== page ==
Democratic state Sen. Wendy Davis declared her candidacy for governor of Texas on Thursday, promising to focus on the needs of average Texans.
In an email to supporters, Davis said she would focus on education, economic development and health care.
Davis has said that her experience going from being a single teen mother to a successful Harvard-trained attorney informs her political views and her commitment to Texas' middle-class residents.
Davis became somewhat of a sensation on the Left for filibustering an anti-abortion bill last June for thirteen hours. Eventually signed into law by Governor Rick Perry, the legislation banned abortions after 20 weeks gestation, among other things. And while her filibuster was ultimately unsuccessful, it did help her build momentum and grassroots support for a gubernatorial run:
Davis' opponents plan to use her support for abortion rights to rally conservative Christian voters next fall. About 40 anti-abortion demonstrators marched outside the venue where Davis was speaking Thursday, and Texas Right to Life plans to begin airing an ad over the weekend that calls her an "abortion zealot."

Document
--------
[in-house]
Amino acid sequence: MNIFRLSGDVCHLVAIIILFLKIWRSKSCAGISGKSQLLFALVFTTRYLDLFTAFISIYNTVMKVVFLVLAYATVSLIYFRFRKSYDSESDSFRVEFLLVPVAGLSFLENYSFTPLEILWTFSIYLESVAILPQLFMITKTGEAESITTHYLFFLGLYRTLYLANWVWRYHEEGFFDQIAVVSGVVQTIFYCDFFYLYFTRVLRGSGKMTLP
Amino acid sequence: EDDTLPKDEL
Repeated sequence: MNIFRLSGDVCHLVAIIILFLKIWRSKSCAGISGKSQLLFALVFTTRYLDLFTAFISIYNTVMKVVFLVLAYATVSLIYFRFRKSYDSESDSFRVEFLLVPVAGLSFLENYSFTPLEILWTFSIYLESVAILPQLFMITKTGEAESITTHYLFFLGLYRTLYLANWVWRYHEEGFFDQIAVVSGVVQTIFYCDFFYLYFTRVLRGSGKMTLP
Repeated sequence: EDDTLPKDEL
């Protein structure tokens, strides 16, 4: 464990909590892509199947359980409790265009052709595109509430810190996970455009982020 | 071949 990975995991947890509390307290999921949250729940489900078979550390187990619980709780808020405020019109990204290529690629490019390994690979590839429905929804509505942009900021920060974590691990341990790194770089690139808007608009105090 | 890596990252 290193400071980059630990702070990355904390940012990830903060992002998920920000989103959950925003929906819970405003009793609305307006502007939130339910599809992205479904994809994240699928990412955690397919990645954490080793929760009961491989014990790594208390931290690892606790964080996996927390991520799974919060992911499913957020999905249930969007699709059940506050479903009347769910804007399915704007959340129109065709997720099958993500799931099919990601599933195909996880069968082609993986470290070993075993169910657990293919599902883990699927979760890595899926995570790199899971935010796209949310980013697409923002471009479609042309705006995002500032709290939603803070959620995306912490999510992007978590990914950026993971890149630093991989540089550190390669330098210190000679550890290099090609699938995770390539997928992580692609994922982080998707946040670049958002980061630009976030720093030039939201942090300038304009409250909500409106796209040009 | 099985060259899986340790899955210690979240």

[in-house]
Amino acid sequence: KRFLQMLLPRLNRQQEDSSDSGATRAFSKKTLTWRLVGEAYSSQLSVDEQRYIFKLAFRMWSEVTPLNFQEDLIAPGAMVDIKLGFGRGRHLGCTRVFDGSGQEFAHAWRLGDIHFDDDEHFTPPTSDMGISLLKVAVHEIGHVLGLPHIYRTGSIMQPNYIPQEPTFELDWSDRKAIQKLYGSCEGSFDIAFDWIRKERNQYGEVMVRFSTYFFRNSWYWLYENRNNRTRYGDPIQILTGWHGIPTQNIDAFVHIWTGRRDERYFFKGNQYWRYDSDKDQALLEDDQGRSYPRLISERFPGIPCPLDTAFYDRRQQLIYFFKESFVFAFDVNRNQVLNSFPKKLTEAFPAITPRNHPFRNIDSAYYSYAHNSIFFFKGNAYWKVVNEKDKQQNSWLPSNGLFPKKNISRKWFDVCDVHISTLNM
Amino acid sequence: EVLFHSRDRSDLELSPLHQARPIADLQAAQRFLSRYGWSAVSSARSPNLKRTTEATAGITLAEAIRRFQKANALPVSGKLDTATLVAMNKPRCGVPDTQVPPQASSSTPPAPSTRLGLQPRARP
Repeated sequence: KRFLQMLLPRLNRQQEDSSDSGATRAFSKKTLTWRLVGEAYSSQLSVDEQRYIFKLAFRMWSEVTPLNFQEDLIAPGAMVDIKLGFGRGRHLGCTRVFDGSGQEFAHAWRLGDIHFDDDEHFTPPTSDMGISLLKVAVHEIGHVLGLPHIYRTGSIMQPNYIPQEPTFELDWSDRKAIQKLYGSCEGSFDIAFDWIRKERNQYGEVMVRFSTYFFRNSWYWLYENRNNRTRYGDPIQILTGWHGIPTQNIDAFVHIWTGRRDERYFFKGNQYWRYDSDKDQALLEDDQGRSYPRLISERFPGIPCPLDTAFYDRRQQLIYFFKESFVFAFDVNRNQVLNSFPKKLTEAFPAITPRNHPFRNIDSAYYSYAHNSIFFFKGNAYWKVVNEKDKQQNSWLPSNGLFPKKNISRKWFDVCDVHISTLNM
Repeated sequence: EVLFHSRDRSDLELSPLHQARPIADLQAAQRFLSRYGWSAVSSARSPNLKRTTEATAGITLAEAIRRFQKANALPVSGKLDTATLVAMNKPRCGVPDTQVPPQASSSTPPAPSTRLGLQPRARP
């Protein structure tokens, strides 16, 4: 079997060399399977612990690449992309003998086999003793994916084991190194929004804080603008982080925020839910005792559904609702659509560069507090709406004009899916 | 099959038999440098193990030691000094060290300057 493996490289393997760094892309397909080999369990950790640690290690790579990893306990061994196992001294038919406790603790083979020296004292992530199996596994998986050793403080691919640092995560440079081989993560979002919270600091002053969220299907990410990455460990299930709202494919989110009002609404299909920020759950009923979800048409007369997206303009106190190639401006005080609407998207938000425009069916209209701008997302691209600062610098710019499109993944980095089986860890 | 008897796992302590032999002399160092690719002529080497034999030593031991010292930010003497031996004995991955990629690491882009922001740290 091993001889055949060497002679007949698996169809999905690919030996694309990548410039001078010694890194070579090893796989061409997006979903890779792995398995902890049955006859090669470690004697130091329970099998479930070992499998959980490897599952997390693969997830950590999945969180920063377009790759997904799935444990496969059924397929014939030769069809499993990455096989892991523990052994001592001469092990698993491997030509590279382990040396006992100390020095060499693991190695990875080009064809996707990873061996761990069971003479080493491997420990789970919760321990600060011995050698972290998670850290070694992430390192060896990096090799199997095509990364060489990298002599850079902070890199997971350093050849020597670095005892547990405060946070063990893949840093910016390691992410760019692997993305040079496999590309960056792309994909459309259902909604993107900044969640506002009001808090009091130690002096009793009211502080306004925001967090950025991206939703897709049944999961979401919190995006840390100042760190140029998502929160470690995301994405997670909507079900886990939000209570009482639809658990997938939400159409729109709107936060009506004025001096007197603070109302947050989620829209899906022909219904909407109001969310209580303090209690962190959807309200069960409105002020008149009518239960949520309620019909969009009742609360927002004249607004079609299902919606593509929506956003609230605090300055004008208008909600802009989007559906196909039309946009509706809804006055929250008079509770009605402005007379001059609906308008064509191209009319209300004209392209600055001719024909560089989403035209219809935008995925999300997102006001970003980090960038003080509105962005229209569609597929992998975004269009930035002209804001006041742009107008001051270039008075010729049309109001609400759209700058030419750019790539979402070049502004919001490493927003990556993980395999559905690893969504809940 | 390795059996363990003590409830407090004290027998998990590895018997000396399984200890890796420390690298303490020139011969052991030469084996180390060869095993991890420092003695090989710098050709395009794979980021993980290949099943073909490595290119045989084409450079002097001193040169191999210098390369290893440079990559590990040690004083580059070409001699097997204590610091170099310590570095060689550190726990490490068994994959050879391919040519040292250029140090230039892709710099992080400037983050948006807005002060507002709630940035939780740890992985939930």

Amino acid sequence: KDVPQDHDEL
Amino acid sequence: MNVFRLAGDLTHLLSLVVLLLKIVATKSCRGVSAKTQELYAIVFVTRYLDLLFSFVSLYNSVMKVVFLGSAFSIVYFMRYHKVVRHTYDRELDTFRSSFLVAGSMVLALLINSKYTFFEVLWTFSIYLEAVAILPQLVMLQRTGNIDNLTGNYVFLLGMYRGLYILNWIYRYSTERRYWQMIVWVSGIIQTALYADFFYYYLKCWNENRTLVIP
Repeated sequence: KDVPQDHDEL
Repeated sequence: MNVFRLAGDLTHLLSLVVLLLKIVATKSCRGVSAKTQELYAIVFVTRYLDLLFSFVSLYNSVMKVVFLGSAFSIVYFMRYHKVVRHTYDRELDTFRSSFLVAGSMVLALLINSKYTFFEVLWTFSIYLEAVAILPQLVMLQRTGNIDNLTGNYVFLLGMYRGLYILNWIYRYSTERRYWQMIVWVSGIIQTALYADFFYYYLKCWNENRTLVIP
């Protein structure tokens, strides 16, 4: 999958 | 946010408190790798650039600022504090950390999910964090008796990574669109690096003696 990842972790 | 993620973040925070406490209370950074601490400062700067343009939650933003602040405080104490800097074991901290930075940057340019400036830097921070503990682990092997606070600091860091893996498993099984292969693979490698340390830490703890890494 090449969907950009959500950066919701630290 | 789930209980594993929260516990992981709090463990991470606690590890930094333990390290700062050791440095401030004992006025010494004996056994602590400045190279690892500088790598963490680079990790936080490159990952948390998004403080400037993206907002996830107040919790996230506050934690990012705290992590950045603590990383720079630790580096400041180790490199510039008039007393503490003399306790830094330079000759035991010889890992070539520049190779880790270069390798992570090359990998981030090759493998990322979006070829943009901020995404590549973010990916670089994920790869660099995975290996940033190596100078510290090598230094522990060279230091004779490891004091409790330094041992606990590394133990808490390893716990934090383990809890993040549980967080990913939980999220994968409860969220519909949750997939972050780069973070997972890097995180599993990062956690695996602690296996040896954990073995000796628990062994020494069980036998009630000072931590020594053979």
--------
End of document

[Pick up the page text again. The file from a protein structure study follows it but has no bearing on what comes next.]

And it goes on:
If her defense of abortion rights angered the right, it inspired Democrats who urged her to run for governor in 2014 and reinvigorate a party that hasn't won statewide office since 1994. Her speech in the Legislature also added to her donor list, both in Texas and across the country.
"I thought the filibuster was inspiring and it seems like she really cares about people," said Amanda Fisher, a 24-year-old from Dallas. Fisher said she was considering volunteering for a political campaign for the first time.
Davis must raise money quickly to compete with the front-runner for the GOP nomination, Attorney General Gregg Abbott. He has already raised $25 million to her more than $1 million.
Clearly, Abbott has a decided advantage at the moment. Party experts suggest that Davis will need at least $40 million to make the race even competitive. But because of her inspiring personal story, and the state’s supposedly changing demographics -- not to mention no shortage of liberal donors -- Democrat strategists believe she has a real shot. We’ll see.
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